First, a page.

TCC: You seem to have a lucrative career in business. Why did you decide to continue to act?

WR: Because it interests me. The work itself interests me. It’s the work that’s interesting. Otherwise, it’s not the result. You get paid, yes, but the results are not interesting. It’s the work itself that’s interesting, the whole creative process. I've written a book, which comes out in February, and I describe this creative process both in business and in the arts. Whether you’re writing or painting or acting…whatever it might be…and I describe in detail the things that are parallel to each other, the common denominator to both of them. And that’s true in business as well as it is in the arts. A lot of people superficially see people who are writers, actresses, hippies who grow long hair, and smoke dope. That’s one side of the business. People in the artistic world think business people are greedy, money grabbing capitalists or right wing crazies. Neither one is true and there are common denominators to both. If each one had the intellectual ability to understand the other one, they would know that, but they don’t.

TCC: What would you say is an important factor in becoming successful?

WR: I don’t know that there is any one thing. I think your determination and your commitment to work and learn is probably the most important thing.

TCC: We are in some bad economic times. Do you see a break from the current recession any time soon?

WR: That’s a very complicated question. If you got six months, I could probably teach you a course and answer that, but let me give you what had occurred. Factually, certain businesses, not all, started to recover in the last quarter of 2009. Some businesses have lagged in that, most notably housing. That’s probably different reasons. The financial…but manufacturing, retail, and all those things have already turned around, they are no longer in a “recession.” The recession is, if you will, behind us in many senses. If you’re talking housing, jobs, then it’s still here. In the job part, that will continue because a lot of those jobs that were present three or four years ago no longer exist. In other words, people found they could run their business with less man power or they forced it. Some of those jobs will never return. Are we gonna have a chronic unemployment above five percent? We may. I don’t know that yet. I don’t know if that’s clear. So a full employment economy has to be redefined. It’s a very complicated question, but mostly the economy has recovered.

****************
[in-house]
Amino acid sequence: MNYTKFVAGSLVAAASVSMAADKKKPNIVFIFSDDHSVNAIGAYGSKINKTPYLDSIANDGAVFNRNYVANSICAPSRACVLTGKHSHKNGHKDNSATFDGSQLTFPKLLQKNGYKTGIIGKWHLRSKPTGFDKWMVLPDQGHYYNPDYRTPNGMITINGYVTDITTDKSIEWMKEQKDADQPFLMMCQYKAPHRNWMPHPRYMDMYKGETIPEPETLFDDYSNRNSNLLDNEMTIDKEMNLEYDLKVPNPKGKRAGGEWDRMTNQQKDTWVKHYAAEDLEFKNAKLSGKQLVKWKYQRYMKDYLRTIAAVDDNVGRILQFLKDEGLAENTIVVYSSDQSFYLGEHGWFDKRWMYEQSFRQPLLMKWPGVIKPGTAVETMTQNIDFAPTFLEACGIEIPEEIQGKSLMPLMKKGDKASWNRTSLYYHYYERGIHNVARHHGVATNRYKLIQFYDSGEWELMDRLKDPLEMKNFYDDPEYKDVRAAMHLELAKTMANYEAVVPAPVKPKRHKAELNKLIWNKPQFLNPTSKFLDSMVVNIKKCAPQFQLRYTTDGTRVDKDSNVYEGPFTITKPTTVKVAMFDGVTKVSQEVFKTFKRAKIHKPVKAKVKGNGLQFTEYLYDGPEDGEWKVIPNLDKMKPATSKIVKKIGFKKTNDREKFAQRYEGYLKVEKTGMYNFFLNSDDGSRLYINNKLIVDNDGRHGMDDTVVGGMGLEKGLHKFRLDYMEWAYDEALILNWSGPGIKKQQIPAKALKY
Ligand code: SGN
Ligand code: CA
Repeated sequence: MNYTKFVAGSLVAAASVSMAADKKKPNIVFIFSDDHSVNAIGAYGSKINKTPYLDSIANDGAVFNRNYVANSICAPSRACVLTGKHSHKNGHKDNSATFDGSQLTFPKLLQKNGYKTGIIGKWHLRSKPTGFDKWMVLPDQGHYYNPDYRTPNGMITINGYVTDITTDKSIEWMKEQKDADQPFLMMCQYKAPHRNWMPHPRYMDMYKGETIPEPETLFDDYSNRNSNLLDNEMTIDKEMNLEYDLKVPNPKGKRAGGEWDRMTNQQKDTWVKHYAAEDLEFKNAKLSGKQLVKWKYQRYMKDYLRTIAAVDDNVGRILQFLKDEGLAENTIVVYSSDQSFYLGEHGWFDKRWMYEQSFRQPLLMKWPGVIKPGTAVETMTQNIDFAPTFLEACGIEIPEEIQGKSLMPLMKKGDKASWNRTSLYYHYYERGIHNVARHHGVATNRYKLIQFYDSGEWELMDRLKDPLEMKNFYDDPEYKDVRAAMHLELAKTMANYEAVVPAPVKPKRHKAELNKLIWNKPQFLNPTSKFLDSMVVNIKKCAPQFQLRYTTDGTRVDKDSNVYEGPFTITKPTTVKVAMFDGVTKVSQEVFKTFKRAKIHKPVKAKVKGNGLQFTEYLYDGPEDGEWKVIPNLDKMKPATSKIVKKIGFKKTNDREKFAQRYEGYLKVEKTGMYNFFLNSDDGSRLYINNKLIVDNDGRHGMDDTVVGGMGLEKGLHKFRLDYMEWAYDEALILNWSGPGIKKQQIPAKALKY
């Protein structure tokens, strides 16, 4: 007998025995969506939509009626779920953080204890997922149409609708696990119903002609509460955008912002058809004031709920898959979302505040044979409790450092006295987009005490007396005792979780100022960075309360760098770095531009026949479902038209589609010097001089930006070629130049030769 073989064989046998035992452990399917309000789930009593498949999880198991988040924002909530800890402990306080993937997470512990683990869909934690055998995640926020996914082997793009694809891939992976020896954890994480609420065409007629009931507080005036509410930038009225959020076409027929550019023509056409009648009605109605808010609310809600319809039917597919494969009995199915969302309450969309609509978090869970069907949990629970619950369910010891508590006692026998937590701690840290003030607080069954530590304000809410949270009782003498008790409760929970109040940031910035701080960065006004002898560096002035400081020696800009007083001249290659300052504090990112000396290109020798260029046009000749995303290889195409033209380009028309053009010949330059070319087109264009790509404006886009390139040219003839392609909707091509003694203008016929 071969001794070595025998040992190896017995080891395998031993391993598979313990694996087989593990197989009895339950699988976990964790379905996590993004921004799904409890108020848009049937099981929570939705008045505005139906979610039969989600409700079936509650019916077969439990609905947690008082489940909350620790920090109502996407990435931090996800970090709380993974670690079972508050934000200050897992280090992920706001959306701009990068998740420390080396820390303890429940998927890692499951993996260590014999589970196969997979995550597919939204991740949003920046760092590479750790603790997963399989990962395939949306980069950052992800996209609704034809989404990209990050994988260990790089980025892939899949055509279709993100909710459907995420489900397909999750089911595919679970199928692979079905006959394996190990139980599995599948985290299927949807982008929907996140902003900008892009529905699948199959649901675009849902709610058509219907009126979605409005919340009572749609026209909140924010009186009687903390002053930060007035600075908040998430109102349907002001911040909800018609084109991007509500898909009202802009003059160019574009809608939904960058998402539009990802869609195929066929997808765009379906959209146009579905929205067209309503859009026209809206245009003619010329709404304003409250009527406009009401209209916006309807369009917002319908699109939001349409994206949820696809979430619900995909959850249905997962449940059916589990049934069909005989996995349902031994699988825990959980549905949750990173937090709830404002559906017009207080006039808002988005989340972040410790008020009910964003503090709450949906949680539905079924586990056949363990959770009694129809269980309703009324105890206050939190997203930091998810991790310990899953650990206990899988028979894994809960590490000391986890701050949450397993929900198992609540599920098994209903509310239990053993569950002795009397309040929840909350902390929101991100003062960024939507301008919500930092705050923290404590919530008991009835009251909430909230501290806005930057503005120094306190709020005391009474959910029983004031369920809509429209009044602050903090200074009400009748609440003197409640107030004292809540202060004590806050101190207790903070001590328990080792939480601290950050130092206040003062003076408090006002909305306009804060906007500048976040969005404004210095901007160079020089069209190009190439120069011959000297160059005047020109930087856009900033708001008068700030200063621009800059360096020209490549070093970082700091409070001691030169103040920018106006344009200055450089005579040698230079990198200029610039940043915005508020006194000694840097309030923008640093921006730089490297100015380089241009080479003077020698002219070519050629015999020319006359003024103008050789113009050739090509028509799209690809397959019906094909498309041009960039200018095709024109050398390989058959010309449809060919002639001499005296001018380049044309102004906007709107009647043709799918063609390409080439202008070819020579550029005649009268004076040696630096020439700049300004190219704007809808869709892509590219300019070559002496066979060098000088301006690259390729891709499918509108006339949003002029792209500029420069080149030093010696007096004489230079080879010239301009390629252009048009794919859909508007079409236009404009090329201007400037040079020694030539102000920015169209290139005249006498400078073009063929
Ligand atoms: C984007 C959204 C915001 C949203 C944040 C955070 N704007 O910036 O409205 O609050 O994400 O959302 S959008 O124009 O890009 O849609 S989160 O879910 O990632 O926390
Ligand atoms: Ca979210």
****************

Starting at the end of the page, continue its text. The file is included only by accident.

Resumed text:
TCC: Do you have any tips on what our readers can do in this bad economy to save money?

WR: No, I don’t. If you mean save money, the abstract, that’s an emotional thing. You just have to be willing to do it. If you mean save money by spending it, if you’re going to buy something for less, that’s a different definition so I’m not sure what you mean.

TCC: Just tips on how to be successful.

WR: In saving money? That’s the emotional one. You have to be willing, to have the discipline to put aside a certain amount of your income every month and be willing not to spend it…not to cheat yourself, as it were, and you must have a purpose doing that, which means saving for my children’s education, or I’m saving for a trip I want to take, saving for some purpose or saving for my retirement, whatever that might be. If you have a purpose and the discipline, you can do it. If you don’t, you won’t ever do it. You know, psychologically are incapable of doing it…I mean they’re incapable of saving. They spend everything. Well, those people are doomed. No way you can give them a tip that will help them at all.

TCC: Your book comes out in February. Can you tell me a little bit about it?

WR: Well, yes, it’s what I said before. It’s a book about the free market. It’s a book about my experiences. It’s not a how to get rich quick book. It’s not a book about how you’re gonna be successful. It’s just an anecdotal honesty about my business experiences. I say this is "this is what worked for me, it may not work for you," but as an example of something that I’ve done that you may find lessons in. Take from it what you will. I also talk about, like I said, in this book, the creative process in this business as opposed to the administrative process. Entrepreneurs and people who start businesses and are good at it are people who bring to it a creativity, a willingness to look at it differently than anybody else has looked at it. So in that respect, if you’re willing to say…"Wait a minute, why should it be that way? It could be this way. Or why not?" So if you’re willing to ask those kind of questions constantly of yourself and of the process, those are the ways to find success of an entrepreneur.